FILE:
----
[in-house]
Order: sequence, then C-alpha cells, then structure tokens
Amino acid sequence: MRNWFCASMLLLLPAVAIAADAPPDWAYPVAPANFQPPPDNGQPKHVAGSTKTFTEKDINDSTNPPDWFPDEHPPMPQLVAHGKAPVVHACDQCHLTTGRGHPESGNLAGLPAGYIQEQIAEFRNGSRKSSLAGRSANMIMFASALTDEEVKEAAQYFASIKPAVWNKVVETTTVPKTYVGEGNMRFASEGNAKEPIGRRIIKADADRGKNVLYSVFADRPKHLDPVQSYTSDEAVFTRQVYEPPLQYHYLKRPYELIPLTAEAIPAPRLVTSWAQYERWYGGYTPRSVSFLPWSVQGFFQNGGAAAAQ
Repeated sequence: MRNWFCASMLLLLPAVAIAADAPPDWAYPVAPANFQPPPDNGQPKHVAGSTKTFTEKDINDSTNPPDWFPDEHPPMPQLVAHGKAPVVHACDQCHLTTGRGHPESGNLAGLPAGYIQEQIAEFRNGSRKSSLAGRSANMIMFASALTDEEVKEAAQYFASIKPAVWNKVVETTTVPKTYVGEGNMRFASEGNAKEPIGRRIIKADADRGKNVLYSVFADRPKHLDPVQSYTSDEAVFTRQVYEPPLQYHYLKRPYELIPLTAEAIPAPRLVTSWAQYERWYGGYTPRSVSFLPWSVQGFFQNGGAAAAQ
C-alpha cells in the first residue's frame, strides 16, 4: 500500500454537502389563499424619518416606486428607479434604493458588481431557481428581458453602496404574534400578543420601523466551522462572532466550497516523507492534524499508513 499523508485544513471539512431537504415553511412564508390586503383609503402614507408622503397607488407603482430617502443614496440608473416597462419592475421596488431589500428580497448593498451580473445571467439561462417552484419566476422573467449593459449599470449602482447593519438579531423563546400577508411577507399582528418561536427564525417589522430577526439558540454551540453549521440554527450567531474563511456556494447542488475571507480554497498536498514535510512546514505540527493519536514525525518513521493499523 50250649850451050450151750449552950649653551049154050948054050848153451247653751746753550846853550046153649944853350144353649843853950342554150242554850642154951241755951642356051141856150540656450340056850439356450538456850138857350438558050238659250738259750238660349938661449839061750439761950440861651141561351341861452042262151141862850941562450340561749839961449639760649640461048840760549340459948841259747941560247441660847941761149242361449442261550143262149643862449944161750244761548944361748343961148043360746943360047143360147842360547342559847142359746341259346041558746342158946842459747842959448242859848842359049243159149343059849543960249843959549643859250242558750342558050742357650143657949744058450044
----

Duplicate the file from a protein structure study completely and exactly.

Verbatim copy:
[in-house]
Order: sequence, then C-alpha cells, then structure tokens
Amino acid sequence: MRNWFCASMLLLLPAVAIAADAPPDWAYPVAPANFQPPPDNGQPKHVAGSTKTFTEKDINDSTNPPDWFPDEHPPMPQLVAHGKAPVVHACDQCHLTTGRGHPESGNLAGLPAGYIQEQIAEFRNGSRKSSLAGRSANMIMFASALTDEEVKEAAQYFASIKPAVWNKVVETTTVPKTYVGEGNMRFASEGNAKEPIGRRIIKADADRGKNVLYSVFADRPKHLDPVQSYTSDEAVFTRQVYEPPLQYHYLKRPYELIPLTAEAIPAPRLVTSWAQYERWYGGYTPRSVSFLPWSVQGFFQNGGAAAAQ
Repeated sequence: MRNWFCASMLLLLPAVAIAADAPPDWAYPVAPANFQPPPDNGQPKHVAGSTKTFTEKDINDSTNPPDWFPDEHPPMPQLVAHGKAPVVHACDQCHLTTGRGHPESGNLAGLPAGYIQEQIAEFRNGSRKSSLAGRSANMIMFASALTDEEVKEAAQYFASIKPAVWNKVVETTTVPKTYVGEGNMRFASEGNAKEPIGRRIIKADADRGKNVLYSVFADRPKHLDPVQSYTSDEAVFTRQVYEPPLQYHYLKRPYELIPLTAEAIPAPRLVTSWAQYERWYGGYTPRSVSFLPWSVQGFFQNGGAAAAQ
C-alpha cells in the first residue's frame, strides 16, 4: 500500500454537502389563499424619518416606486428607479434604493458588481431557481428581458453602496404574534400578543420601523466551522462572532466550497516523507492534524499508513 499523508485544513471539512431537504415553511412564508390586503383609503402614507408622503397607488407603482430617502443614496440608473416597462419592475421596488431589500428580497448593498451580473445571467439561462417552484419566476422573467449593459449599470449602482447593519438579531423563546400577508411577507399582528418561536427564525417589522430577526439558540454551540453549521440554527450567531474563511456556494447542488475571507480554497498536498514535510512546514505540527493519536514525525518513521493499523 50250649850451050450151750449552950649653551049154050948054050848153451247653751746753550846853550046153649944853350144353649843853950342554150242554850642154951241755951642356051141856150540656450340056850439356450538456850138857350438558050238659250738259750238660349938661449839061750439761950440861651141561351341861452042262151141862850941562450340561749839961449639760649640461048840760549340459948841259747941560247441660847941761149242361449442261550143262149643862449944161750244761548944361748343961148043360746943360047143360147842360547342559847142359746341259346041558746342158946842459747842959448242859848842359049243159149343059849543960249843959549643859250242558750342558050742357650143657949744058450044